This is how it works. You’re looking for information about Christies Café in Queen Street. You’re looking because the café shines in people’s memories. You’re looking because Christies sounds glamorous. But apart from recollections—the oyster omelettes, special treats with Nanna, a balcony overlooking the street—there’s little to go on. Christy Freeleagus dominated the Brisbane café scene in the 1920s so maybe Christies Café was one of his shops. A writer friend passes you a phone number: You should talk to Sister Elvera. So you make the call and head off to St Rita’s College to interview a daughter of the family.
There were two cafés you know, she says, straight off. Two Christies? No, Christies was the 217; the other one was the A.S.D. though we called it the 352. You hope that makes sense to her. A.B.C. was a not uncommon acronym that stood for All British Café, but A.S.D? What does it stand for, you ask. She has no idea. That makes two of you. It’s like doing a jigsaw with no box and very few pieces. Let’s start at the edges…
The shops belonged to her father, Christos Stahtoures, who came from Greece in 1918 at the age of eighteen with a name that was troubling for Australian mouths. So Christos Stahtoures became Mr Christie. He bought his first shop at 352 Queen Street in about 1921 and his second—the legendary Christies Café—at 217 Queen Street in the early 1930s. Now you’re getting somewhere.
But three little letters niggle away like a prickle in your undies. No amount of Troving turns up anything useful and then, in a momentary lapse in concentration, the unkempt little research gnome in your brain hands you a scrap of paper: Mr Drouzos had a café in Queen Street. D might stand for Drouzos, you suggest. Or not, the gnome says, and shuffles away. You can’t remember where you read that isolated scrap of café trivia. It wasn’t relevant. You didn’t record it. Stupido—the word echoes from within the labyrinth that is your brain. I heard that!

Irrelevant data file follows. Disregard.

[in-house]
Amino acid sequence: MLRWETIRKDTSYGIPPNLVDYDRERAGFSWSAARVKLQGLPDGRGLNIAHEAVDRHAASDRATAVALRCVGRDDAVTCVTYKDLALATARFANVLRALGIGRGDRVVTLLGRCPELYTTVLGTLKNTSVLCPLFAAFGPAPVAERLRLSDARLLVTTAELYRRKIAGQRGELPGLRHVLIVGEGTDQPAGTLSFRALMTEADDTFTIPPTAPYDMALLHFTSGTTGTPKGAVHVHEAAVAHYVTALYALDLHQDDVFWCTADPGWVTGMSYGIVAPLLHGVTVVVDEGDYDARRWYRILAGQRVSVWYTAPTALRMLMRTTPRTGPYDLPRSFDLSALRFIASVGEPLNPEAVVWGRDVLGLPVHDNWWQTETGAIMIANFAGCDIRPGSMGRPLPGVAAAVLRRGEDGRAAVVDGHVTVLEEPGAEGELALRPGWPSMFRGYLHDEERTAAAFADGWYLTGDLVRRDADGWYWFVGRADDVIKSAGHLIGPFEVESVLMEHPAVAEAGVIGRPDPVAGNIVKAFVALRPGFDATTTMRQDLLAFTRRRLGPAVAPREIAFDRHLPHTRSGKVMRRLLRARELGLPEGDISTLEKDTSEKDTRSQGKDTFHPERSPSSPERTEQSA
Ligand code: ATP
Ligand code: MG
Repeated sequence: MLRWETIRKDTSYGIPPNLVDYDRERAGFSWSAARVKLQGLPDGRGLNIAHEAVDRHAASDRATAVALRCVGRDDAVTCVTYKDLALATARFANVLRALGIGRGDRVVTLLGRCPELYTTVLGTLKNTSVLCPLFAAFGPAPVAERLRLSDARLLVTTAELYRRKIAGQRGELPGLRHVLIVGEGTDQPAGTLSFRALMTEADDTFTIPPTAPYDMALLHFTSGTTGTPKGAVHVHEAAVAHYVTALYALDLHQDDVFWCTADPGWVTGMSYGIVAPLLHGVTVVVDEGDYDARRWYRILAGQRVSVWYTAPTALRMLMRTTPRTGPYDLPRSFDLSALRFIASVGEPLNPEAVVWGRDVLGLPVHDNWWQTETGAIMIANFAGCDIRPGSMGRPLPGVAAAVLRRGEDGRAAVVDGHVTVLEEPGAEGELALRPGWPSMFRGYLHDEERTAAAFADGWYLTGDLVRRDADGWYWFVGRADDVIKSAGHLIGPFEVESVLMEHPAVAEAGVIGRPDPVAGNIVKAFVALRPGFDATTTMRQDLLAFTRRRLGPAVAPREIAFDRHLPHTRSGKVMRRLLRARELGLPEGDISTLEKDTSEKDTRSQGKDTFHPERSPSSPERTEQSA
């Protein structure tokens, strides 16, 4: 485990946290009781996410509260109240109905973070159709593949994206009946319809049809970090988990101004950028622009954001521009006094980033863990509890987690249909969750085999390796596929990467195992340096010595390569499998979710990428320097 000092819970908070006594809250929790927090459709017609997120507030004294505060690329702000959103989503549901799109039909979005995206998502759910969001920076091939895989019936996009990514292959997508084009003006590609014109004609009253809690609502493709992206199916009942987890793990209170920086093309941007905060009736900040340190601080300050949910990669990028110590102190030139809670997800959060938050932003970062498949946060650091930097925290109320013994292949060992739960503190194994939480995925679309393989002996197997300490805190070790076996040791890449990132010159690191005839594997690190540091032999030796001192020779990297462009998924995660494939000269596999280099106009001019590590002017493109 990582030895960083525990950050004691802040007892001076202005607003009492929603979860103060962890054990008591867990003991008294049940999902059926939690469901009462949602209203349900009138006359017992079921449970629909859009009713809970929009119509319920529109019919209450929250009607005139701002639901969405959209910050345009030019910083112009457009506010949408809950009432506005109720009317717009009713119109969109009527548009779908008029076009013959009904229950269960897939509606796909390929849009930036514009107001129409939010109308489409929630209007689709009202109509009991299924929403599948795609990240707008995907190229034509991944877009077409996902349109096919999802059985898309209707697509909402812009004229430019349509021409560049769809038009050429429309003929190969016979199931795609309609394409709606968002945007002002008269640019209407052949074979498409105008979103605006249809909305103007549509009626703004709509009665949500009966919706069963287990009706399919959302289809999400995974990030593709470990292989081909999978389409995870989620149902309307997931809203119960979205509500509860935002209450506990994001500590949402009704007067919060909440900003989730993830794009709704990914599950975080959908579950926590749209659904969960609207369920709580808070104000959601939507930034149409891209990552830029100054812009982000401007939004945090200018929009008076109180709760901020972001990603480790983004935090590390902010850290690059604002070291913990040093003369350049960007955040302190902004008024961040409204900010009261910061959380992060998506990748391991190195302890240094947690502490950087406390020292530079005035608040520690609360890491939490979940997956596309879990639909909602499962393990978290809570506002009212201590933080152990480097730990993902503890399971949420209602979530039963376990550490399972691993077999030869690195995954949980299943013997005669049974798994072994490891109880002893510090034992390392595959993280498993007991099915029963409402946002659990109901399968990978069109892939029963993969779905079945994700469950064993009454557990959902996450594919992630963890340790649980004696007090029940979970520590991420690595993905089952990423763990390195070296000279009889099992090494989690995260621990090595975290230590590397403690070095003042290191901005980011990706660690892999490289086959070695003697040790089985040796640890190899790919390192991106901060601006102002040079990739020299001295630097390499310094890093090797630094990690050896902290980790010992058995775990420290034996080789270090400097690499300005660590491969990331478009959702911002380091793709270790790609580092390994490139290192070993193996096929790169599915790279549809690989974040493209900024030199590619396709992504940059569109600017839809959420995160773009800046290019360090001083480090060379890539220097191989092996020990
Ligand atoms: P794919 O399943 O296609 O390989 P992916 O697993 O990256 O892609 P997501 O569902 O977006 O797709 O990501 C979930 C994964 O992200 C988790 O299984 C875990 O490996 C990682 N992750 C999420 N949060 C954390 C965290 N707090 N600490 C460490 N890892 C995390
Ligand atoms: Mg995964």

Brainwave. In The Greeks in Queensland: A History from 1859—1945 Denis Conomos has gathered together the crumbs of more café stories than can ever be told. You flip to the index and run your finger down the D column, grateful that, for today at least, you’re not interested in Comino. Just one Drouzos: Drouzos, Apostolos Sotiris. ASD! And wouldn’t you need an acronym in WWI Australia with a mouthful like that? Apostolos gets a brief mention on two pages and one of these (127) is about his café at 352 Queen Street, called Drouzos’ Café, and, sometimes, the A.S.D.
This corner of the jigsaw is shaping up but still you know little about Christies Café. A picture would be nice. You start wide—search term ‘café’—and scroll through pages and pages in the John Oxley Library digital photograph collection. Then suddenly, because some wonderful librarian wrote ‘café’ in the description, there’s a faded streetscape. The lower end of Queen Street in 1924. Three letters on the awning—you can barely make them out…
To your delight you discover that the original is stowed out back in Ernest Hulett’s photograph album. You retrieve it, photograph the original, zoom in, and there it is. On the shop opposite the Ophir Tea Rooms—now there’s a name—are the letters A.S.D. Other signage indicates that the café specialised in morning and afternoon teas and manufactured its own chocolates and pastries. According to Denis Conomos, the A.S.D. was one of the largest cafés in Brisbane in the 1920s, boasting a confectionery counter, a milk bar, a dining room with forty tables, and a staff of sixteen.
A smug little smile blooms on your face as you lean back in your chair like someone who’s just found a lost piece under the couch and snapped it into place. That’s how it works—a question, some background knowledge, an interview, a reference book, a website. Thousands of stories are waiting to be pieced together like jigsaw puzzles at the John Oxley Library; this has been one of them.
Read More: Denis Conomos The Greeks in Queensland: A History from 1859—1945 (2001)